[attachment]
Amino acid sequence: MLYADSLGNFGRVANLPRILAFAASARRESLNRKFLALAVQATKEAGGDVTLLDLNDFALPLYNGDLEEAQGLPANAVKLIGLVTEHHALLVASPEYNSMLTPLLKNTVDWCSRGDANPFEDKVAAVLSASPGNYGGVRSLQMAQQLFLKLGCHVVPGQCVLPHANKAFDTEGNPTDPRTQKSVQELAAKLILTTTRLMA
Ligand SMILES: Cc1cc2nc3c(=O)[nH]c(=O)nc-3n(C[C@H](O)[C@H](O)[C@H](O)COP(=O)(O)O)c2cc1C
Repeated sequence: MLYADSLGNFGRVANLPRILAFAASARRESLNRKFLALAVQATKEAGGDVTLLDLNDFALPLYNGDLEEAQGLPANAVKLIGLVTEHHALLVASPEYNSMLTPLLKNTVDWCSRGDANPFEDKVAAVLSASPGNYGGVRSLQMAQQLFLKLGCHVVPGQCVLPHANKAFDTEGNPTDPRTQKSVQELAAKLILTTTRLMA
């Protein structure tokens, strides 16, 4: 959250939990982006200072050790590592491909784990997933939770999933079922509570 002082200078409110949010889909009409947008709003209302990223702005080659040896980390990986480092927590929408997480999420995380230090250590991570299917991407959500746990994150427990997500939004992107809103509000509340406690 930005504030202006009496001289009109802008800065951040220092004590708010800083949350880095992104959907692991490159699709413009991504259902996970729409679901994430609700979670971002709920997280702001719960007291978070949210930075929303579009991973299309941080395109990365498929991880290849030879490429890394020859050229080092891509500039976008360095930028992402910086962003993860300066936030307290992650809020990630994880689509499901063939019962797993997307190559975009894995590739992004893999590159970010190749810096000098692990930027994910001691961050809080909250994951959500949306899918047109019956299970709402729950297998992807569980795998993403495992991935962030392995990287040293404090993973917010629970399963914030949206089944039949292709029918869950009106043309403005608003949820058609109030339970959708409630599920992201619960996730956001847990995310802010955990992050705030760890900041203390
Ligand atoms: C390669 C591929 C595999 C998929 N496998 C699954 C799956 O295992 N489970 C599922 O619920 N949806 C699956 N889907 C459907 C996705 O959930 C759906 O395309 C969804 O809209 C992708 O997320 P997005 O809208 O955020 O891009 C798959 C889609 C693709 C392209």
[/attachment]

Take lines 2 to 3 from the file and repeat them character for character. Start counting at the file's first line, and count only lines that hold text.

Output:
Ligand SMILES: Cc1cc2nc3c(=O)[nH]c(=O)nc-3n(C[C@H](O)[C@H](O)[C@H](O)COP(=O)(O)O)c2cc1C
Repeated sequence: MLYADSLGNFGRVANLPRILAFAASARRESLNRKFLALAVQATKEAGGDVTLLDLNDFALPLYNGDLEEAQGLPANAVKLIGLVTEHHALLVASPEYNSMLTPLLKNTVDWCSRGDANPFEDKVAAVLSASPGNYGGVRSLQMAQQLFLKLGCHVVPGQCVLPHANKAFDTEGNPTDPRTQKSVQELAAKLILTTTRLMA